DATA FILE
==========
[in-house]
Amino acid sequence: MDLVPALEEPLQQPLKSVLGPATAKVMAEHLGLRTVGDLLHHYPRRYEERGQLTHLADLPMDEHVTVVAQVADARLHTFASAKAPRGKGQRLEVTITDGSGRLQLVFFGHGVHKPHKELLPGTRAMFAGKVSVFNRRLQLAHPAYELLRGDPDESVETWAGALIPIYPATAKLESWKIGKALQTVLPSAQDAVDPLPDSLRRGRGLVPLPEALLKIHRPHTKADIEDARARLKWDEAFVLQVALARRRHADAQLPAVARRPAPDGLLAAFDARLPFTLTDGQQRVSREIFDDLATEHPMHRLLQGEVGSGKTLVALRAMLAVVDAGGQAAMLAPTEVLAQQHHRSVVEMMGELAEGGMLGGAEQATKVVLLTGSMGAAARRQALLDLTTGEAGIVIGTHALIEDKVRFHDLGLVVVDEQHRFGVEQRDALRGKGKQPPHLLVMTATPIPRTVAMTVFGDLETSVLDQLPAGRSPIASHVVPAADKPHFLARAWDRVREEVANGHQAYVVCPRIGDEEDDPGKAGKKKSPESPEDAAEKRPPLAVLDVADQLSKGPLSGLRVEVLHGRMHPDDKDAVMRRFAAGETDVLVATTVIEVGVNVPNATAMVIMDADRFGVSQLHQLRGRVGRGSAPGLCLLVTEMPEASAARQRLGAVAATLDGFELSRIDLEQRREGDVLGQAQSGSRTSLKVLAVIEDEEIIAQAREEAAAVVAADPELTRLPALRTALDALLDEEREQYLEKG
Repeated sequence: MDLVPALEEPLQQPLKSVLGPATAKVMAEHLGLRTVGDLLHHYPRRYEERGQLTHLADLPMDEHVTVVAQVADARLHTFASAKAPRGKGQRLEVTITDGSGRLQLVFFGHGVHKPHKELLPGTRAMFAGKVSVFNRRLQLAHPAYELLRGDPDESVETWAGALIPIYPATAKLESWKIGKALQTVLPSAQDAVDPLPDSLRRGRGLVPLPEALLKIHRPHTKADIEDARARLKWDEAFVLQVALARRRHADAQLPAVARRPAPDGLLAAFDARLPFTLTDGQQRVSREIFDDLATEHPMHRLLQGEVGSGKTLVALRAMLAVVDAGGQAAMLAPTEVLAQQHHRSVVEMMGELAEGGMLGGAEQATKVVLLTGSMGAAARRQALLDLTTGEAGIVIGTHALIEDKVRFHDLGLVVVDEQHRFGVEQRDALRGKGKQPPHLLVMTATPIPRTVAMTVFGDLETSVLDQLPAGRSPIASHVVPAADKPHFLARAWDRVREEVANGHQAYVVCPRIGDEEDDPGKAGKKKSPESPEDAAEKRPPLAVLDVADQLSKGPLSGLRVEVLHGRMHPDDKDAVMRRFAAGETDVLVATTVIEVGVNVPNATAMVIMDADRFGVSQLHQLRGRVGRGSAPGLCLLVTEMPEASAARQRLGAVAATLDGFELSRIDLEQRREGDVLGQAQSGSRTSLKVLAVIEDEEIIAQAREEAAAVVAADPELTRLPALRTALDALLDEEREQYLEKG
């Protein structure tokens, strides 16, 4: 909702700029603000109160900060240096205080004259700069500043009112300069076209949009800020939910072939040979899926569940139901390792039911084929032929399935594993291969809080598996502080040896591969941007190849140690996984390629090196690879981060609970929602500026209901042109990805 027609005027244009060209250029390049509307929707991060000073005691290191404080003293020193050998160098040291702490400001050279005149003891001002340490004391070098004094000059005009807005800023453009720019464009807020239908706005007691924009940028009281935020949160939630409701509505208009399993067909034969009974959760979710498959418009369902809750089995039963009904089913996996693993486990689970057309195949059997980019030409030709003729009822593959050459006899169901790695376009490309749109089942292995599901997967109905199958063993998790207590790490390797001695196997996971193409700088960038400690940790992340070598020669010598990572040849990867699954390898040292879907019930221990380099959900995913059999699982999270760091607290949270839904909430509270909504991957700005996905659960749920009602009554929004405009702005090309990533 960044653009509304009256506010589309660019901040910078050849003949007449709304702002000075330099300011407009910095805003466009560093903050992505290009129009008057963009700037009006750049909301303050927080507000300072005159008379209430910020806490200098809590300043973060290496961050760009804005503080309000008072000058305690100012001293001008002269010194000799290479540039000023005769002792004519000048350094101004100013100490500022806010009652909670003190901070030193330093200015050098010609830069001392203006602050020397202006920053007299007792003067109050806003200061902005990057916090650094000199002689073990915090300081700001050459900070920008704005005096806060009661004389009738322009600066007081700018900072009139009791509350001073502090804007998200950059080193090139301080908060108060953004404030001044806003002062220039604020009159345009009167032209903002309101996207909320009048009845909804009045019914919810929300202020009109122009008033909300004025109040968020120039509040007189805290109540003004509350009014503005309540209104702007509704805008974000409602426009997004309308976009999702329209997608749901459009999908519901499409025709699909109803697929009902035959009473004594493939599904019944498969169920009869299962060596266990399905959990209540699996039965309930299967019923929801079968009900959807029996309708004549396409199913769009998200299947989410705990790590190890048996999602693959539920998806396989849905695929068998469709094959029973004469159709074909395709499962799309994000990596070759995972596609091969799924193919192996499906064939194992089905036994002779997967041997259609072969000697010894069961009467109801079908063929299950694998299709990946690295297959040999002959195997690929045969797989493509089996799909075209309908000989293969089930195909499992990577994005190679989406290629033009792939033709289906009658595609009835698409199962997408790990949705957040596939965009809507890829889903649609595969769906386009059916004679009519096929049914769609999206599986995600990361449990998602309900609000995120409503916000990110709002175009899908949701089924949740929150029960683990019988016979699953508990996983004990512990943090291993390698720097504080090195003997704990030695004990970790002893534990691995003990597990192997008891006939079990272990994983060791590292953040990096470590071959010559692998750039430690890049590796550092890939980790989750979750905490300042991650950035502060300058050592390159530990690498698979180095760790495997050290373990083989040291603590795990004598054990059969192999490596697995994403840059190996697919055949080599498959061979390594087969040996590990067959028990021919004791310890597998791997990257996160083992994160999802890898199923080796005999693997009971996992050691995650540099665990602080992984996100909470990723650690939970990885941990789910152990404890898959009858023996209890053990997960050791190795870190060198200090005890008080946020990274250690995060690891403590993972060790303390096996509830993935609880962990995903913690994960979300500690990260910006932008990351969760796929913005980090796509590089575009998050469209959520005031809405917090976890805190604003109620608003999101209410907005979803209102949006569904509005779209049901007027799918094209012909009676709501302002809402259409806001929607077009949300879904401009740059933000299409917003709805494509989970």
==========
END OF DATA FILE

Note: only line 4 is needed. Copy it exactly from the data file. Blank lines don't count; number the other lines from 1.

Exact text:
């Protein structure tokens, strides 16, 4: 909702700029603000109160900060240096205080004259700069500043009112300069076209949009800020939910072939040979899926569940139901390792039911084929032929399935594993291969809080598996502080040896591969941007190849140690996984390629090196690879981060609970929602500026209901042109990805 027609005027244009060209250029390049509307929707991060000073005691290191404080003293020193050998160098040291702490400001050279005149003891001002340490004391070098004094000059005009807005800023453009720019464009807020239908706005007691924009940028009281935020949160939630409701509505208009399993067909034969009974959760979710498959418009369902809750089995039963009904089913996996693993486990689970057309195949059997980019030409030709003729009822593959050459006899169901790695376009490309749109089942292995599901997967109905199958063993998790207590790490390797001695196997996971193409700088960038400690940790992340070598020669010598990572040849990867699954390898040292879907019930221990380099959900995913059999699982999270760091607290949270839904909430509270909504991957700005996905659960749920009602009554929004405009702005090309990533 960044653009509304009256506010589309660019901040910078050849003949007449709304702002000075330099300011407009910095805003466009560093903050992505290009129009008057963009700037009006750049909301303050927080507000300072005159008379209430910020806490200098809590300043973060290496961050760009804005503080309000008072000058305690100012001293001008002269010194000799290479540039000023005769002792004519000048350094101004100013100490500022806010009652909670003190901070030193330093200015050098010609830069001392203006602050020397202006920053007299007792003067109050806003200061902005990057916090650094000199002689073990915090300081700001050459900070920008704005005096806060009661004389009738322009600066007081700018900072009139009791509350001073502090804007998200950059080193090139301080908060108060953004404030001044806003002062220039604020009159345009009167032209903002309101996207909320009048009845909804009045019914919810929300202020009109122009008033909300004025109040968020120039509040007189805290109540003004509350009014503005309540209104702007509704805008974000409602426009997004309308976009999702329209997608749901459009999908519901499409025709699909109803697929009902035959009473004594493939599904019944498969169920009869299962060596266990399905959990209540699996039965309930299967019923929801079968009900959807029996309708004549396409199913769009998200299947989410705990790590190890048996999602693959539920998806396989849905695929068998469709094959029973004469159709074909395709499962799309994000990596070759995972596609091969799924193919192996499906064939194992089905036994002779997967041997259609072969000697010894069961009467109801079908063929299950694998299709990946690295297959040999002959195997690929045969797989493509089996799909075209309908000989293969089930195909499992990577994005190679989406290629033009792939033709289906009658595609009835698409199962997408790990949705957040596939965009809507890829889903649609595969769906386009059916004679009519096929049914769609999206599986995600990361449990998602309900609000995120409503916000990110709002175009899908949701089924949740929150029960683990019988016979699953508990996983004990512990943090291993390698720097504080090195003997704990030695004990970790002893534990691995003990597990192997008891006939079990272990994983060791590292953040990096470590071959010559692998750039430690890049590796550092890939980790989750979750905490300042991650950035502060300058050592390159530990690498698979180095760790495997050290373990083989040291603590795990004598054990059969192999490596697995994403840059190996697919055949080599498959061979390594087969040996590990067959028990021919004791310890597998791997990257996160083992994160999802890898199923080796005999693997009971996992050691995650540099665990602080992984996100909470990723650690939970990885941990789910152990404890898959009858023996209890053990997960050791190795870190060198200090005890008080946020990274250690995060690891403590993972060790303390096996509830993935609880962990995903913690994960979300500690990260910006932008990351969760796929913005980090796509590089575009998050469209959520005031809405917090976890805190604003109620608003999101209410907005979803209102949006569904509005779209049901007027799918094209012909009676709501302002809402259409806001929607077009949300879904401009740059933000299409917003709805494509989970």